Montana Ponzi Scheme Investigation Continues

By | October 6, 2009

The state and a court-appointed receiver continue to inventory the assets of two Polson men and their companies as they seek to recover money for those who invested in what the state calls a $14 million Ponzi scheme.

Keith Kovick and Robert Congdon and their businesses, Cornerstone Financial Corp. and K & B Investments, are the subjects of an administrative action by the state commissioner of securities and insurance.

The state has also referred the matter to federal authorities, said Lynne Egan, deputy securities administrator.

During a recent court hearing in Helena, District Judge Kathy Seeley extended a preliminary injunction against Kovick, Congdon and their businesses, admonishing them against selling securities in Montana, disposing of any assets or harassing any of the alleged victims. The court also ruled that the men and their businesses must request in writing any funds they need to pay personal expenses.

All the parties agreed to extending the injunction.

“We’re trying to get our arms around what assets are out there and what assets can be used, if any, to help people who were victimized,” Egan said.

Billings attorney Eric Nord is the court-appointed receiver, tasked with finding the assets that might be sold to repay creditors.

“A lot of the assets are encumbered and it’s going to be rather difficult to find any assets that are unencumbered at this point,” Nord said.

Court records detail a list of commercial property, land, houses — including one on Flathead Lake — trailer houses, vehicles and boats that the men or their businesses have an interest in.

The list of dozens of vehicles owned by Robert Congdon and his wife include a 2003 red Corvette convertible, a 1978 Ferrari with the personalized license plate SPOILT, a handful of pickup trucks and three boats. Kovick is listed as the owner of more than a dozen vehicles include four Porches, two BMWs — one with the personalized plate HUUDADY — and two boats.

Congdon also provided a list of assets during the Sept. 22 hearing on extending the injunction.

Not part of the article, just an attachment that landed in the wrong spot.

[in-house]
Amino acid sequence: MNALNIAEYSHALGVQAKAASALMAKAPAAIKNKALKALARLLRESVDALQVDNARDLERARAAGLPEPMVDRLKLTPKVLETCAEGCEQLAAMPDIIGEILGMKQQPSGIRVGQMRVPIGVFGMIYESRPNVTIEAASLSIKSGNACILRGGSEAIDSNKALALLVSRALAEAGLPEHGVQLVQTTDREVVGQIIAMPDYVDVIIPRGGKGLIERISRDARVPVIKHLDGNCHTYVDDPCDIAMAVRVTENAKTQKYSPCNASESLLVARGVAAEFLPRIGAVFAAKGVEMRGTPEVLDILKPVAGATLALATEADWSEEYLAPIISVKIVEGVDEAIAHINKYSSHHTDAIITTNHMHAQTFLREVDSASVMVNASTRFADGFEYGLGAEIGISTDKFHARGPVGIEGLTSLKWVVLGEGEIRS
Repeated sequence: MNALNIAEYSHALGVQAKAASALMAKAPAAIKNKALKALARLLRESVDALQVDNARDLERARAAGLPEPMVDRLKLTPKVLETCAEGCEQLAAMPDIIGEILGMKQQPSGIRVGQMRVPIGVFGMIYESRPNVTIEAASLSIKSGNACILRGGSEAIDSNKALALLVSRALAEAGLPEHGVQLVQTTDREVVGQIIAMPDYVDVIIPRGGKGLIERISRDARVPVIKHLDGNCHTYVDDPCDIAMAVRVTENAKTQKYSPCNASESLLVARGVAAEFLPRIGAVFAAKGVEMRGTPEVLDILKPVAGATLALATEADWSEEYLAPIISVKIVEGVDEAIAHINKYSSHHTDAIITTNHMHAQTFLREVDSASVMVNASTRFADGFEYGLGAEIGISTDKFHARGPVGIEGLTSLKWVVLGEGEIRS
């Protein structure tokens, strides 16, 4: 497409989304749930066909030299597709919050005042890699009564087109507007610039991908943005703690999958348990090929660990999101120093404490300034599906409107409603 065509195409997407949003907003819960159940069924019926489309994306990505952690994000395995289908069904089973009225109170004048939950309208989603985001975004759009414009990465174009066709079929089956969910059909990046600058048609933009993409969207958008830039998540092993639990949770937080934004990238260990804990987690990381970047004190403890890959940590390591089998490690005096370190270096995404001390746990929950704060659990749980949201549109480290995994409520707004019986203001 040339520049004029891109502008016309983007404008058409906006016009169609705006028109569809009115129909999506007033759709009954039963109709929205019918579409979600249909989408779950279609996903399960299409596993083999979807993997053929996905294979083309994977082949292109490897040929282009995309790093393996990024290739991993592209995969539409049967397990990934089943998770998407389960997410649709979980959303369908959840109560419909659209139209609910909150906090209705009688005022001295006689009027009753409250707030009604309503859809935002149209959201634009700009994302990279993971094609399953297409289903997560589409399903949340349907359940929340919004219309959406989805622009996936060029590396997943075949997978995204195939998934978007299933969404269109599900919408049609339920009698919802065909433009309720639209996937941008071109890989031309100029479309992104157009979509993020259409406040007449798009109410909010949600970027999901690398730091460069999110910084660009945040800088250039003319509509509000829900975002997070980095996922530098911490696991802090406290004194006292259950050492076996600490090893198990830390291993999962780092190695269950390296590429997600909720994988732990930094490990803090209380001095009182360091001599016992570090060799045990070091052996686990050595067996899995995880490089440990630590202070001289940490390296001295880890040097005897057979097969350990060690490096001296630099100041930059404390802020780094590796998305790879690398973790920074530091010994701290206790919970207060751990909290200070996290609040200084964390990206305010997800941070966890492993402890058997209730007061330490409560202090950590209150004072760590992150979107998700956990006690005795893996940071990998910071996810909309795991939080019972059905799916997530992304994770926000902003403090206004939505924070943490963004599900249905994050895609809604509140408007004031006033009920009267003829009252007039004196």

“Mr. Congdon has been cooperative,” Nord said.

The agency alleges Cornerstone, K & B Investments, Kovick and Congdon — none of which was registered to sell securities in the state — connected investors with investment opportunities, generating a 10 percent commission on each deal.

The department’s investigation found Cornerstone, Kovick and Congdon made at least 181 offers of unregistered securities for an aggregate investment of $14.3 million, generating just over $1.3 million in commissions. The agency alleges Cornerstone was also keeping in its accounts money it collected as the first year’s interest, rather than putting it in escrow as they promised.

The agency alleges that by 2008, Cornerstone was operating a Ponzi scheme, seeking new investors to pay older investors and falsely telling new investors that their investments were secured by an interest in property worth more than the investment. In some cases the property was worth less than the loan and as things unraveled, the investments were not secured by any real property.

“I think that Mr. Kovick and Mr. Congdon were doing a good business as mortgage brokers,” Nord said. “I think it was when they personally got involved in investing in real estate for their own interests, that’s where the problem began.”

Earlier investors had good experiences with Cornerstone and referred others.

“A simple phone call to our office by one of the Cornerstone investors would have put us on alert years ago,” Egan said. “We didn’t have a single complaint. As long as the economy was booming, this thing could stay afloat.”

Egan said the securities commissioner received the first complaint in September 2008, and those duped include the elderly and disabled.

Three investments caused particular problems.

Cornerstone offered investments totaling $340,000 in a subdivision near Three Forks. The developers filed for bankruptcy in July 2008 and investors have been unable to foreclose on the property.

In another case, Cornerstone offered investments totaling $3 million on land in Gallatin County that Cornerstone said was worth $1.5 million. A recent appraisal indicates the land is worth $270,000. The property securing the notes is in foreclosure.

In a third case, Cornerstone sought $1.2 million in investments in a property that Cornerstone said was worth more than the aggregate investment, but the property was only valued at $895,000 and is now in foreclosure.

A phone listing for Kovick in Polson rang just twice, but no one picked up. Congdon does not have phone listing in Polson and state officials said he does not have an attorney.

Nord has a motion pending with the court to approve a process for investors to make claims in the case.

“In the meantime, we’re going to continue discovery with respect to the principals and others involved in these matters to find out what assets may be available,” he said, adding he hoped to have the case wrapped up within a year.

“I’d like to make interim distributions to the creditors along the way,” he said.

Topics Property

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